Puriyadha Pudhir Movie Review

Another well intentioned movie set to enlighten people on the harms of our modern tools, Puriyaadha Pudhir comes off as a decent, yet ultimately underwhelming movie.

Casting Vijay Sethupathy is always a good choice, not only for his acting and screen presence but for the passion with which he undertakes projects like this. Following his movies for the past half-decade or so will show how much personal the stakes are in each of his movies, not just for his characters that he potrays but something that the audience can relate to as well. Puriyaadha Pudhir is also one such movie along this line.

A movie that is structured more along the relationships between its lead characters more than action sequences or artistic visualisations.

The main story starts of with Kadhir (Vijay Sethupathy’s protagonist) and Meera’s (Actress Gayathrie) budding relationship. Their initial interactions with each other seem authentic but magical in a way only movies can make romance seem. Their onscreen chemistry and romance is palpable, if only a bit overstaying its welcome.

For a movie cited as a mystery thriller, it takes an unnecessarily long time to set up the main titular plot, ie. the ‘puthir’.

For a directorial debut Ranjit Jeyakodi doesn’t shy away from potraying real world occurences like infidelity,drug use and the invasion of privacy, the last being the main current along which the plot moves forward.

The character Meera’s personal videos are sent to Kathir’s phone via an anonymous user. And the series of actions he takes to find the sender, is the crux of the story.

The viewer is propelled through a slowly divulging mystery, with a brisk, non-convoluted screenplay, each facet of the story unravelled like thread, to show a well-knit tapestry.

All of this could have ended in an exemplary reveal at the end, but the climax which could have ended like a burning fire, still in the minds of the people who saw the movie, ultimately doused like a candle against the wind.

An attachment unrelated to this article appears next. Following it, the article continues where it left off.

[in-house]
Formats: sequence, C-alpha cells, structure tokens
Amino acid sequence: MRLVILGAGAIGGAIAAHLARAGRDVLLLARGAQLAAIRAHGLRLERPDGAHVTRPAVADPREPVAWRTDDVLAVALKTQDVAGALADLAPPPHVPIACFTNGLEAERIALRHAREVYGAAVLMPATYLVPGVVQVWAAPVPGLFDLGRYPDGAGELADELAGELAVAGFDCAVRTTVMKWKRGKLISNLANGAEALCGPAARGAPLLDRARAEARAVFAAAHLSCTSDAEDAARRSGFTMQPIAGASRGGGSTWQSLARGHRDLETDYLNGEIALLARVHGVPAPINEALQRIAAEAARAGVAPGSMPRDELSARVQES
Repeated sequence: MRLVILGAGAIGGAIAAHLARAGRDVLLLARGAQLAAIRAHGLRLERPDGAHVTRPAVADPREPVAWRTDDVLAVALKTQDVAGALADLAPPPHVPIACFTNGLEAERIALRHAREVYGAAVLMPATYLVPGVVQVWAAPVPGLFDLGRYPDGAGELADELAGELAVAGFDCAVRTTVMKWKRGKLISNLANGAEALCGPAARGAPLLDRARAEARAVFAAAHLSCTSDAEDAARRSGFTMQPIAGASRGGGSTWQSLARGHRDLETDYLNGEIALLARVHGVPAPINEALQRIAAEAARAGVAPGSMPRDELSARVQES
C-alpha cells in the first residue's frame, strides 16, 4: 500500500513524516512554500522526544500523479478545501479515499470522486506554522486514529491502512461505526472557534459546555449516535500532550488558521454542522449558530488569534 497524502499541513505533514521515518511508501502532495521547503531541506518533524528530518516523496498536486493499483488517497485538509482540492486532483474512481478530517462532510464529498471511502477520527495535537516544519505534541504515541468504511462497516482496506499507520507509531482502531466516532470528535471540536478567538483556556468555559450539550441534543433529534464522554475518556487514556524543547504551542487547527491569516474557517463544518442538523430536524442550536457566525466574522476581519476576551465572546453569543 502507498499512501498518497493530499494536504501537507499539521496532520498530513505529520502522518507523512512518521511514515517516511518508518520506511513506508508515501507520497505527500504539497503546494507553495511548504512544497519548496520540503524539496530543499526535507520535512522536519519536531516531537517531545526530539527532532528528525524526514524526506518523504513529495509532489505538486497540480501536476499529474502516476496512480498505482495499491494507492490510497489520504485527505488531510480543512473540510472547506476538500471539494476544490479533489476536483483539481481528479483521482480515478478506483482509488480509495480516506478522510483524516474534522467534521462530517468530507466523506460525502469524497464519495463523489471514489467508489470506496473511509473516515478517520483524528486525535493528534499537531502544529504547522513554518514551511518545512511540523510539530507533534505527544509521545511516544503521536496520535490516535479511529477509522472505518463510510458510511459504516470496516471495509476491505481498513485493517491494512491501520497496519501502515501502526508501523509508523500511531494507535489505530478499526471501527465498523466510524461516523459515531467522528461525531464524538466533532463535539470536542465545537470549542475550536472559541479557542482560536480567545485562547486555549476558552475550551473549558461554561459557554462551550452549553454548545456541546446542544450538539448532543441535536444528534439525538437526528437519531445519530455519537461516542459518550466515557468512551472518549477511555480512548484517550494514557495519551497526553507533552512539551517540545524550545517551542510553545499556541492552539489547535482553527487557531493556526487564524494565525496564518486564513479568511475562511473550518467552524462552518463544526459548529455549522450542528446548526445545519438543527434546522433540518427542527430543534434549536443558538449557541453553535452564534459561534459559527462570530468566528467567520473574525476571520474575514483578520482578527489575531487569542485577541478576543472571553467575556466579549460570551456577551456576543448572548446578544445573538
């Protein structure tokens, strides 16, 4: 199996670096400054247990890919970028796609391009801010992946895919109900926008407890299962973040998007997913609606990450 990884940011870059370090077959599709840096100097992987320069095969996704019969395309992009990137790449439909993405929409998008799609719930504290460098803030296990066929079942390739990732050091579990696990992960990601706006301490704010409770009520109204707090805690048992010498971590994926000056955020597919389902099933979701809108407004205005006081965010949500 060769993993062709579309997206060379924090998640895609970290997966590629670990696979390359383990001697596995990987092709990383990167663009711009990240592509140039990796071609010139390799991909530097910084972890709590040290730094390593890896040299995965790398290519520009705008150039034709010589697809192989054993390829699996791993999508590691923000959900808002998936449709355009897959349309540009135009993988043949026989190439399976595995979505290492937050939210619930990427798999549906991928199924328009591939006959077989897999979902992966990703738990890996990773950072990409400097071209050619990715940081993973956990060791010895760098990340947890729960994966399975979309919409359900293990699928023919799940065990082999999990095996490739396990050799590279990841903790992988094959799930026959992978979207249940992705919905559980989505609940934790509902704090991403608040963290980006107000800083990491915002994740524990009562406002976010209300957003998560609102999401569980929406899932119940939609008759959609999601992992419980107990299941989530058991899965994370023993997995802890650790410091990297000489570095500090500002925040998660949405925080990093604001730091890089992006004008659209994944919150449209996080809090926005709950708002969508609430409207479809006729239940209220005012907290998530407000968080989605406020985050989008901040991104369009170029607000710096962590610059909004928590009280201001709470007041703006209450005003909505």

The slow build up, the tension, the emotional distress faced by each character.They all seem unworthwhile and needless when seen in relation to the climax.

The addition of around 5 songs also break the flow and emotional storytelling of the movie, breaking the viewers’ immersion in the world the director has tried to create.

Kudos to the music director Sam CS for setting up the undercurrent tone of the movie through his ghastly and tense BGM, which helps to push forward the thriller effect even when the plot and characters don’t.

Although a symbolic movie set to teach, and reinforce people’s way of thinking about the usage of technology, the power that each individual holds in their hands, it cannot set a distinct enough tone or even set up an emotional investment in the characters’ plight, to be able to teach such a lesson.

This could have been a phenomenal subversive take on modern society’s dysfunctions, only if it hadn’t been delayed for around 3 years, between where other movies were able to do what it sought to.

Overall, a satisfactory movie that provides enough context, but done sub-par in quality and latent in execution.


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